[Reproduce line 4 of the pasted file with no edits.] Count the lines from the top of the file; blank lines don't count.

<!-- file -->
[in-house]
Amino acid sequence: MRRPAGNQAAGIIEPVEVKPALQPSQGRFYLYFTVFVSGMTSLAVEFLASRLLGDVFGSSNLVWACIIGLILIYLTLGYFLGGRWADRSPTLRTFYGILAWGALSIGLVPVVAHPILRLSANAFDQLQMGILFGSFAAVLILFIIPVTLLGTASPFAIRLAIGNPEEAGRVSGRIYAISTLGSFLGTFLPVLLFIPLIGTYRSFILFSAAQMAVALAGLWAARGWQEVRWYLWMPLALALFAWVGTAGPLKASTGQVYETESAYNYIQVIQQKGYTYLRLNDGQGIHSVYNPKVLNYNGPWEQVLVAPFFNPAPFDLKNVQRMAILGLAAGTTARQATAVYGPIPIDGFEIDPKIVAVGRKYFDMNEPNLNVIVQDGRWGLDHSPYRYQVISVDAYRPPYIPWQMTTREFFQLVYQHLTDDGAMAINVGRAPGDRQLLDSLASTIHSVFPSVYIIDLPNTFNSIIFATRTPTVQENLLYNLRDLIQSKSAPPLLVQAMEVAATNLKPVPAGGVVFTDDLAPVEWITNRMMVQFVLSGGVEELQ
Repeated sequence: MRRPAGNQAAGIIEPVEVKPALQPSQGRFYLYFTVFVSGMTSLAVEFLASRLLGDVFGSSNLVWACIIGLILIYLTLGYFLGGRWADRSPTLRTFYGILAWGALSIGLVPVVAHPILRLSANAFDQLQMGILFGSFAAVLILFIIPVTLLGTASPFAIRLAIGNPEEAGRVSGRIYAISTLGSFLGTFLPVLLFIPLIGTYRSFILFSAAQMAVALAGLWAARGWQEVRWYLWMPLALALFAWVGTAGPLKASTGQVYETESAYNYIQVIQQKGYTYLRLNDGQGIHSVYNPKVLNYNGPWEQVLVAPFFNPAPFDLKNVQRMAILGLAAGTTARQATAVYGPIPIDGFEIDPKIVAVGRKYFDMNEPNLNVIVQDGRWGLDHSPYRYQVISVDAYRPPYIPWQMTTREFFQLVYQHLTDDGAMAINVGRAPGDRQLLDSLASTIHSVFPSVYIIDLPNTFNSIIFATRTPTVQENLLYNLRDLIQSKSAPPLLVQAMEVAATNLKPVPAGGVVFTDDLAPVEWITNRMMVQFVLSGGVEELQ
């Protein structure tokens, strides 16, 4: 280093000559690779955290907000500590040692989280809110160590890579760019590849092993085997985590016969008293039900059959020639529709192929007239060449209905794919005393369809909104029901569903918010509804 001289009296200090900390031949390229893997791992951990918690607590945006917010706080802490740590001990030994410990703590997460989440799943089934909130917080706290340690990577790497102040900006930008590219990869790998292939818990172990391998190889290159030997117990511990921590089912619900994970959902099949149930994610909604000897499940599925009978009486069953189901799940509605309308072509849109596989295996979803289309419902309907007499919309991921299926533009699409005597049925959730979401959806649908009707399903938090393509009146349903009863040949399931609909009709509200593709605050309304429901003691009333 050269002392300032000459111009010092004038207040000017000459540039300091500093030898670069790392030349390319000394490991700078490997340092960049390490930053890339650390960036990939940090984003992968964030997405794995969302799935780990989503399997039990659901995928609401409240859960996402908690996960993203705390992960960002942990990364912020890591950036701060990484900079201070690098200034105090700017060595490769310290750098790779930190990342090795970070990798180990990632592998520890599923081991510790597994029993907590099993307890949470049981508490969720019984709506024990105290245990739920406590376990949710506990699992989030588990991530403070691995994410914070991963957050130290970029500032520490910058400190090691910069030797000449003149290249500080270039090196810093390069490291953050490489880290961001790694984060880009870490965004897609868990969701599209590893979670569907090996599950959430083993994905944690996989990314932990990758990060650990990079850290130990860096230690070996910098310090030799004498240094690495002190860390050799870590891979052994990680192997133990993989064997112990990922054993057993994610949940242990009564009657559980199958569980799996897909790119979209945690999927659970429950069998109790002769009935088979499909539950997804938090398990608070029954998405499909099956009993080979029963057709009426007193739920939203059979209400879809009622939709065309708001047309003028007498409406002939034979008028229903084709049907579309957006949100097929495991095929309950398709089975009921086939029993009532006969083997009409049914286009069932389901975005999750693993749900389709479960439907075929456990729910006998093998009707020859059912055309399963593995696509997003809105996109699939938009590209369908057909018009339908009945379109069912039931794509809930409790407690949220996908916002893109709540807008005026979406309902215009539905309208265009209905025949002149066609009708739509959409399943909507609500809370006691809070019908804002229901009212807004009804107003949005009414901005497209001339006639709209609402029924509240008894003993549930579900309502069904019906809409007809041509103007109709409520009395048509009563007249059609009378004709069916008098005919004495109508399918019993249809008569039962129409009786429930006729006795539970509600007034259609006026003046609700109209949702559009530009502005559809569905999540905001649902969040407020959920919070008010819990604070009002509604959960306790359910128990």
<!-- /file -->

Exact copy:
């Protein structure tokens, strides 16, 4: 280093000559690779955290907000500590040692989280809110160590890579760019590849092993085997985590016969008293039900059959020639529709192929007239060449209905794919005393369809909104029901569903918010509804 001289009296200090900390031949390229893997791992951990918690607590945006917010706080802490740590001990030994410990703590997460989440799943089934909130917080706290340690990577790497102040900006930008590219990869790998292939818990172990391998190889290159030997117990511990921590089912619900994970959902099949149930994610909604000897499940599925009978009486069953189901799940509605309308072509849109596989295996979803289309419902309907007499919309991921299926533009699409005597049925959730979401959806649908009707399903938090393509009146349903009863040949399931609909009709509200593709605050309304429901003691009333 050269002392300032000459111009010092004038207040000017000459540039300091500093030898670069790392030349390319000394490991700078490997340092960049390490930053890339650390960036990939940090984003992968964030997405794995969302799935780990989503399997039990659901995928609401409240859960996402908690996960993203705390992960960002942990990364912020890591950036701060990484900079201070690098200034105090700017060595490769310290750098790779930190990342090795970070990798180990990632592998520890599923081991510790597994029993907590099993307890949470049981508490969720019984709506024990105290245990739920406590376990949710506990699992989030588990991530403070691995994410914070991963957050130290970029500032520490910058400190090691910069030797000449003149290249500080270039090196810093390069490291953050490489880290961001790694984060880009870490965004897609868990969701599209590893979670569907090996599950959430083993994905944690996989990314932990990758990060650990990079850290130990860096230690070996910098310090030799004498240094690495002190860390050799870590891979052994990680192997133990993989064997112990990922054993057993994610949940242990009564009657559980199958569980799996897909790119979209945690999927659970429950069998109790002769009935088979499909539950997804938090398990608070029954998405499909099956009993080979029963057709009426007193739920939203059979209400879809009622939709065309708001047309003028007498409406002939034979008028229903084709049907579309957006949100097929495991095929309950398709089975009921086939029993009532006969083997009409049914286009069932389901975005999750693993749900389709479960439907075929456990729910006998093998009707020859059912055309399963593995696509997003809105996109699939938009590209369908057909018009339908009945379109069912039931794509809930409790407690949220996908916002893109709540807008005026979406309902215009539905309208265009209905025949002149066609009708739509959409399943909507609500809370006691809070019908804002229901009212807004009804107003949005009414901005497209001339006639709209609402029924509240008894003993549930579900309502069904019906809409007809041509103007109709409520009395048509009563007249059609009378004709069916008098005919004495109508399918019993249809008569039962129409009786429930006729006795539970509600007034259609006026003046609700109209949702559009530009502005559809569905999540905001649902969040407020959920919070008010819990604070009002509604959960306790359910128990």